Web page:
How to know if nursing home neglect impacts your loved one's care

Placing a loved one in an assisted living facility is typically a decision people make when they worry that they cannot provide an adequate standard of care on their own and that their loved one can not live safely without daily support.

For some people, the issue is a result of a busy lifestyle, including work obligations or the need to care for their children, making the care of parents or siblings impossible to provide. For others, there may not be availability issues so much as there is an issue with their ability to provide the kind of care that their loved one needs. The more care and assistance older adults need, the harder it is for their family members to manage the care without help.

Once your loved one moves into a nursing home facility, you might assume that you won't have to worry about their care. However, your loved one will be at risk for neglect or even abuse for as long as they live in a nursing home facility. Watching for signs of neglect can help you advocate most effectively for your aging loved one.

Nursing staff should address all of the residents' basic needs

The needs of each resident in the facility will vary based on their age and medical condition. The staff at the facility should understand the limitations facing each resident and help them deal with and overcome these issues. From assisting residents in getting dressed to making sure people remain dry and clean if they can't use the bathroom independently, there are many important tasks that the staff at a nursing home perform on behalf of your loved one.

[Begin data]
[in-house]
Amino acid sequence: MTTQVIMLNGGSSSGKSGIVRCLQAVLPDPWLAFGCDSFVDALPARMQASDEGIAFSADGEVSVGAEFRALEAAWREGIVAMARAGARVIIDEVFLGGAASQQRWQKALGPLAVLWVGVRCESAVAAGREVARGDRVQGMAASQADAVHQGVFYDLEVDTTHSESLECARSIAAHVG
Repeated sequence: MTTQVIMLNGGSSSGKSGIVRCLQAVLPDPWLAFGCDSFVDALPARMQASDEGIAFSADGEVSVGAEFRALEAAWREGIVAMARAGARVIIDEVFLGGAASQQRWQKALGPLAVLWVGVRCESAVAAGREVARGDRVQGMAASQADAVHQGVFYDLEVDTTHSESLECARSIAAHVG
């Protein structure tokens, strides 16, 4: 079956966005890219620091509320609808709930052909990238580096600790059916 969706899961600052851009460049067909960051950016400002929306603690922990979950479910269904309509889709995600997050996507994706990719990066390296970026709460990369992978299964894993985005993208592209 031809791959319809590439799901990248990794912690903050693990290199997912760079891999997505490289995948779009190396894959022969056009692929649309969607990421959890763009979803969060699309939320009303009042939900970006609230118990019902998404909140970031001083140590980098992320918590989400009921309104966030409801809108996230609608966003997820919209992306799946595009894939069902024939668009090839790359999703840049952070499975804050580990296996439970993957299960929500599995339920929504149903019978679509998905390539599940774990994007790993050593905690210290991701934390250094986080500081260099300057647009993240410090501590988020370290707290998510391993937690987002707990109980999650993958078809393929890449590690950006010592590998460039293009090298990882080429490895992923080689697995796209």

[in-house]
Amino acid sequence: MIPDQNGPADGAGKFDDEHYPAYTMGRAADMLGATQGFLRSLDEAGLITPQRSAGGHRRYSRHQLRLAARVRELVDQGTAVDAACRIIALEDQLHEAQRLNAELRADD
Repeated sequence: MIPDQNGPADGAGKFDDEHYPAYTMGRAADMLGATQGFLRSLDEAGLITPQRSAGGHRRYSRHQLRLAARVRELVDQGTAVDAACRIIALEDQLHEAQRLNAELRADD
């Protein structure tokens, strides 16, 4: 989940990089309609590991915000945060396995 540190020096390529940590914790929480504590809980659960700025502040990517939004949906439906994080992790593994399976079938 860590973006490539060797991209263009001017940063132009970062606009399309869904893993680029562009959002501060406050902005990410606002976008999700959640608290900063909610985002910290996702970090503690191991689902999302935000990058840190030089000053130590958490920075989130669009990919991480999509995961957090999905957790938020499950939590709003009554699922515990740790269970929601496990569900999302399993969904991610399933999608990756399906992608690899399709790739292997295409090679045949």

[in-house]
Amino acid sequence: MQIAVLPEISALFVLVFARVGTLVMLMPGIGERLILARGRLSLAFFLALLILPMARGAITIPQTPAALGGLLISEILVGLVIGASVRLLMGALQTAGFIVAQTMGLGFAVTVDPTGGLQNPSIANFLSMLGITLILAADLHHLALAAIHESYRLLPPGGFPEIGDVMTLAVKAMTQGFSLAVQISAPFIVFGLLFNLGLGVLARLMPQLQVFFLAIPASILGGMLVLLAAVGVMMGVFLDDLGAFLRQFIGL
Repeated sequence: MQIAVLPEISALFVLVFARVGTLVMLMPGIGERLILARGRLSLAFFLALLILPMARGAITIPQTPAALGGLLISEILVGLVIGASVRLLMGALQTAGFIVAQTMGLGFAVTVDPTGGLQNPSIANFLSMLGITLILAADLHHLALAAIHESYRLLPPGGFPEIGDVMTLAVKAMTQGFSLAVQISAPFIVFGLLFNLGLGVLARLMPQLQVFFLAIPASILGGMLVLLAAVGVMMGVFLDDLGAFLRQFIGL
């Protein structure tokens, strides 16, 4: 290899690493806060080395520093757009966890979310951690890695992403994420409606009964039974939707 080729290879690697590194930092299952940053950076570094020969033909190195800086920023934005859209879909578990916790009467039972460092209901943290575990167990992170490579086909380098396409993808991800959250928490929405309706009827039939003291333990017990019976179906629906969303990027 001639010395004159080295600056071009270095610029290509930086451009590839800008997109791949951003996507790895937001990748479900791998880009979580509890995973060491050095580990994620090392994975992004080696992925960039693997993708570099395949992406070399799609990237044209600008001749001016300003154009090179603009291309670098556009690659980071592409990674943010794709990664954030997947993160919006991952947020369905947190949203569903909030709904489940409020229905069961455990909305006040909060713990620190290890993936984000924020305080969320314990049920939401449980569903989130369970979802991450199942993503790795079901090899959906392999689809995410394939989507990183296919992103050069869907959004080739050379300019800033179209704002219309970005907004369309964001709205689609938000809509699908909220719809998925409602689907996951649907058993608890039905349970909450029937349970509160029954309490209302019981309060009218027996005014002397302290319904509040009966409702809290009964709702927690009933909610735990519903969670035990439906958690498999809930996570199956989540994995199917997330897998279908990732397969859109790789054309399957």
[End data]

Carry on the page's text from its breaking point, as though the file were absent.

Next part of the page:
Wound care, rotation to prevent bedsores and strength/range of motion exercises are all tasks that staff can perform to protect your loved one and improve their overall quality of life. Many of these tasks are essential to the long-term health of your loved one.

If you arrive for a visit and find your loved one sitting in soiled clothing, dealing with unkempt hair or strong body odors, or complaining of bedsores caused by inadequate support and rotation, those can all be early warning signs of neglect.

Document anything out of the ordinary that you notice

You should not assume that what you witness during the visit is an exceptional or unusual occurrence. Instead of writing off troubling issues, such as arriving to find your loved one in soiled clothing, you should address these issues as soon as they arise and write them down for your own records.

Making a record of your own, potentially in a notebook specifically carried for that purpose, can help you determine if there is a pattern of neglectful behavior and prove that you have brought issues to the attention of staff as you noticed them. That documentation can help you if you need to bring a claim against the facility and move your loved one to a safer nursing home in the future.

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